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2019 Issue 3

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Editor's notebook: The story in the painting

Editor's notebook: The story in the painting

[staff with painting]
At the Agnes Etherington Art Centre, Diana Gore, the centre's administrative coordinator (left) with Alumni Review editor Andrea Gunn discussing what they see in Self Portrait with Square Palette, a painting by an unknown artist (c 1600). (Photo by Bernard Clark)

One of my favourite books is Josephine Tey’s The Daughter of Time. In this 1951 novel, a police detective and a history student delve into the story of Richard III’s alleged nepoticides (the murder of his nephews). Their impetus: a 16th-century portrait of the king from the British National Gallery. Detective Grant is intrigued by the portrait’s sad face, and the reactions it gets from others:

"Nurse Ingham thinks he’s dreary. Nurse Darroll thinks he’s a horror. My surgeon thinks he’s a polio victim. Sergeant Williams thinks he’s a born judge. Matron thinks he’s a soul in torment."

Marta said nothing for a little. Then she said: "It’s odd, you know. When you first look at it you think it a mean, suspicious face. Even cantankerous. But when you look at it a little longer you find that it isn’t like that at all. It is quite calm. It is really quite a gentle face."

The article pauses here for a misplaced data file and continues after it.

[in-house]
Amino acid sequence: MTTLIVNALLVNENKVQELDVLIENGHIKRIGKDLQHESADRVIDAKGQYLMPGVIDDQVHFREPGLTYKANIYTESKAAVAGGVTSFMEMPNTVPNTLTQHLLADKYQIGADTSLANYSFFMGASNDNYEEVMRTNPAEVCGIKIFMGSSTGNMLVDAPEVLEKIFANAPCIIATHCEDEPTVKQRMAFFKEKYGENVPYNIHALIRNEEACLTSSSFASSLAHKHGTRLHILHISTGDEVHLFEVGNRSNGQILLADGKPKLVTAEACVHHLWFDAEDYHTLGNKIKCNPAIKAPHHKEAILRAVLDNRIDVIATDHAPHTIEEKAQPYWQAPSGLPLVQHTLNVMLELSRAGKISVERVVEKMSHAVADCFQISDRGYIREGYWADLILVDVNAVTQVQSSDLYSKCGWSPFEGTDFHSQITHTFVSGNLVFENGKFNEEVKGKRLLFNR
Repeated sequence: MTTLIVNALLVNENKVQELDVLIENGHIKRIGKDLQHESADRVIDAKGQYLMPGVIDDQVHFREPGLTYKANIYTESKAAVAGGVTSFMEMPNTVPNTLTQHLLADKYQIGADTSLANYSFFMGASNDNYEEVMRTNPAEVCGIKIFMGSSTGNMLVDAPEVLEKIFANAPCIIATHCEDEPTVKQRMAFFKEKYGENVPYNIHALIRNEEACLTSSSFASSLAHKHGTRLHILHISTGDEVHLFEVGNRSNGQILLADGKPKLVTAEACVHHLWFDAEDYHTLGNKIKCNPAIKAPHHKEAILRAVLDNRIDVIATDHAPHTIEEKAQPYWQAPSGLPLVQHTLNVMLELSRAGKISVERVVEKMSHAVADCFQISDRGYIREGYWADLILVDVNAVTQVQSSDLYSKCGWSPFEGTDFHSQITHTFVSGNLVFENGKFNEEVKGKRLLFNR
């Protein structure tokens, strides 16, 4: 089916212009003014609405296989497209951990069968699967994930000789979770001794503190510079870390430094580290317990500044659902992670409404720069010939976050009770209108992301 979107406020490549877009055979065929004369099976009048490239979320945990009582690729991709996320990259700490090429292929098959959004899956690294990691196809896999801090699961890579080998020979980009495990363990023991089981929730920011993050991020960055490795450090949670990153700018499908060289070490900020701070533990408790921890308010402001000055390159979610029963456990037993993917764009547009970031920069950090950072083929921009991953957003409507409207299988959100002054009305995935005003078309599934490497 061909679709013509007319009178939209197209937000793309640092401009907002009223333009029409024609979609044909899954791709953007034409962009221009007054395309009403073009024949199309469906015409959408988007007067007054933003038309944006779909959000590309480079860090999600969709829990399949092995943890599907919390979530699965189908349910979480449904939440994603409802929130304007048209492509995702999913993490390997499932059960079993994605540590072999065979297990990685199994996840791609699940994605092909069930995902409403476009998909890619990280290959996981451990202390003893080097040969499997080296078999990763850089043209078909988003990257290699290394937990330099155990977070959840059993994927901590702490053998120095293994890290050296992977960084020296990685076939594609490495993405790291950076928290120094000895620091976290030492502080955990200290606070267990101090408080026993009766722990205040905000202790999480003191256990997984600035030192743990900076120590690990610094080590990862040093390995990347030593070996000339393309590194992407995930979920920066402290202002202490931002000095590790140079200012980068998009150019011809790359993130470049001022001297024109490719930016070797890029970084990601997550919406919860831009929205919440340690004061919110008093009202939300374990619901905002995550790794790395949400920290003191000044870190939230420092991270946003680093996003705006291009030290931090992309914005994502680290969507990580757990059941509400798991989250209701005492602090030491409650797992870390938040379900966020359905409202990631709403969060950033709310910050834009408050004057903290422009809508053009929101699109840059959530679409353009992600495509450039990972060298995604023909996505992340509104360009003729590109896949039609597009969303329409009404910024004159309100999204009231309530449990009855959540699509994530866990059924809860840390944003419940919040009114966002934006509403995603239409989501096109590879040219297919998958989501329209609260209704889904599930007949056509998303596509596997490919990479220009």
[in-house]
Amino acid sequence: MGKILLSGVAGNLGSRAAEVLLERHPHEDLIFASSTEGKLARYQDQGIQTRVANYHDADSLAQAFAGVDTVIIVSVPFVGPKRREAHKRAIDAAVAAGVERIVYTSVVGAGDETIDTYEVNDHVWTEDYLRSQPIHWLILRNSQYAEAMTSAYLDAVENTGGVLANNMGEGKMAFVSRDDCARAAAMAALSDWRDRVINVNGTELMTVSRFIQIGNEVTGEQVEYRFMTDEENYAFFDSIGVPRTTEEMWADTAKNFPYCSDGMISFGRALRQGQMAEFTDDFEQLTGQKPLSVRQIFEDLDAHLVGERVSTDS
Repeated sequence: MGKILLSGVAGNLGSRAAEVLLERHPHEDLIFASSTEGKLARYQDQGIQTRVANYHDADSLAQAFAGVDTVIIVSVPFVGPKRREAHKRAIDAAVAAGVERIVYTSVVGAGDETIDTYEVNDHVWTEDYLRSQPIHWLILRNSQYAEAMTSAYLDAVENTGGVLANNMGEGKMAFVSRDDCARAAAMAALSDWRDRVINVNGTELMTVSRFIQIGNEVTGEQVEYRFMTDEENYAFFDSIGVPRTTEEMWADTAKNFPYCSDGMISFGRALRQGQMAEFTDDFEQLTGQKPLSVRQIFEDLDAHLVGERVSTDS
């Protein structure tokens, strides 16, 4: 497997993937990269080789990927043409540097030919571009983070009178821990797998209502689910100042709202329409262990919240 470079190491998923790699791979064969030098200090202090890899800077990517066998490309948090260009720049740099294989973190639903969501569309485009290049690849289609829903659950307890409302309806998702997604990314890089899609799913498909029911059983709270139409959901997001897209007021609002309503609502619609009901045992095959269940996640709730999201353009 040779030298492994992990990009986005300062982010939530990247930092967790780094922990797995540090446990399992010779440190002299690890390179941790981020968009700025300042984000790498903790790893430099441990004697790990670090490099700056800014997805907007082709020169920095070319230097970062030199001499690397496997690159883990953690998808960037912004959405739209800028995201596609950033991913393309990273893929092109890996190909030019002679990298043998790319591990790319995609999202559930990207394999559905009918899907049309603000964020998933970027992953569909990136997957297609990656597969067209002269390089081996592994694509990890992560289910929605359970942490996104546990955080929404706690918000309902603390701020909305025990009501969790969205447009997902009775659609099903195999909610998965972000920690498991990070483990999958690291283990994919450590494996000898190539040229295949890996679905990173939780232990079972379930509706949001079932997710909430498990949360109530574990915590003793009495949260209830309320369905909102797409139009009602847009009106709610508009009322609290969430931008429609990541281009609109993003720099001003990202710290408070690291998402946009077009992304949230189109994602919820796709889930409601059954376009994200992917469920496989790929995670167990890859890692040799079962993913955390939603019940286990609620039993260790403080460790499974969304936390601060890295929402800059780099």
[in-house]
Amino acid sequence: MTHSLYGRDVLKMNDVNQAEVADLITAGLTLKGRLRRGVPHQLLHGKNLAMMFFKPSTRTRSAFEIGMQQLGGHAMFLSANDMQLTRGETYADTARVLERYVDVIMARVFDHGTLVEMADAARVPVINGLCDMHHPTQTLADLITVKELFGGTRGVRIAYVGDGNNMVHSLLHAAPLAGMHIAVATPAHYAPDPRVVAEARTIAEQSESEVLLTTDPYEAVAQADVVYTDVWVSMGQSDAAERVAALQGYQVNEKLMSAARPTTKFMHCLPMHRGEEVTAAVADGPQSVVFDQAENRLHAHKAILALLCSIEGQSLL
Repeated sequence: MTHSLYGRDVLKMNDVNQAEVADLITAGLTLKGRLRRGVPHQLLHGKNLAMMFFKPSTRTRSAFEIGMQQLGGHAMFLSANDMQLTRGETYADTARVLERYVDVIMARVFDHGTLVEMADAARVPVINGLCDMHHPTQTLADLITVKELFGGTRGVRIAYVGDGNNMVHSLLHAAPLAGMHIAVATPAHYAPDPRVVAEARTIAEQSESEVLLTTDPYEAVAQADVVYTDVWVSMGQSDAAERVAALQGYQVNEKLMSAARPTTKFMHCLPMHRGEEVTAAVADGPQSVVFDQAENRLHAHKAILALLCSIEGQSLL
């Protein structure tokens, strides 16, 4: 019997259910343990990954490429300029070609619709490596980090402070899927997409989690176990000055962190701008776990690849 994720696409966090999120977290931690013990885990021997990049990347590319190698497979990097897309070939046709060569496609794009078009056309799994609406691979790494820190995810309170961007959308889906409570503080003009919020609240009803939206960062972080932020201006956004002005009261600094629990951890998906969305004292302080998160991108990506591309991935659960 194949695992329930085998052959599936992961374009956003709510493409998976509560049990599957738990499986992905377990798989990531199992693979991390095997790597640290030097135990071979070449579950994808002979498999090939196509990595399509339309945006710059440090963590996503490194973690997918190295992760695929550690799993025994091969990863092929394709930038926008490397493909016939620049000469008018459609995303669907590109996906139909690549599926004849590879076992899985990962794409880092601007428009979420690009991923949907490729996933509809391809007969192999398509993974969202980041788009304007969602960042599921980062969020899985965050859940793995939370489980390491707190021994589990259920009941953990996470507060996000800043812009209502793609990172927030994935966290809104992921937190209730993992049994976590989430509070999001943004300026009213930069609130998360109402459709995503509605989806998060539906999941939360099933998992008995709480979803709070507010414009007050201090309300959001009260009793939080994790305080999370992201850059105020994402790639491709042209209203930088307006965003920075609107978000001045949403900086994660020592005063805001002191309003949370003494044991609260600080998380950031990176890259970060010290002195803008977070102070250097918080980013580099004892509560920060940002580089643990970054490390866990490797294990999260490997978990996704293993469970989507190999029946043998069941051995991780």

In the novel, the portrait’s haunting façade leads the detective and researcher on a quest that, in the end, proves that Henry VII, and not Richard III, was the real villain who killed the young princes of York. Even if you are not, like Tey, a Richardian convinced of that king’s innocence, it is a wonderful read. You can view the real painting of Richard III online at the National Gallery site and make up your own mind about his character.

Not just useful as plot devices, paintings are the impetus for discovery in real life, too. In this issue, we explore some of the many ways in which people communicate with works of art, specifically the portraits in the current Singular Figures exhibition at Queen’s own Agnes Etherington Art Centre. These paintings are used as teaching tools in drama, occupational therapy, history and more. And the portraits are much in demand as informal learning tools as well. Visitors to the Agnes, a gallery open to the community, can be drawn to a painting by the artist’s technique or by the imagined story reflected in the eyes of the sitter.

In late April, the exhibition, and The Bader Collection at the Agnes, grew by one: Rembrandt van Rijn’s 1658 masterpiece Portrait of a Man with Arms Akimbo. This painting joins two more of the Dutch master’s works, also donated by Alfred and Isabel Bader: Head of an Old Man in a Cap (c.1630) and Head of a Man in a Turban (c.1661).

In our cover story, Jacquelyn Coutré, Bader Curator and Researcher of European Art, delves into the story behind the painting. Created in one of the most difficult periods of Rembrandt’s life, this portrait is a magnificent testament to the passion and talent that drove him to create art even when he had lost almost everything else.

Andrea Gunn
Editor
review@queensu.ca

 

thumbnail: Alumni Review coverOther feature stories of the Alumni Review's Rembrandt issue:

[cover graphic of Queen's Alumni Review, issue 2-2016]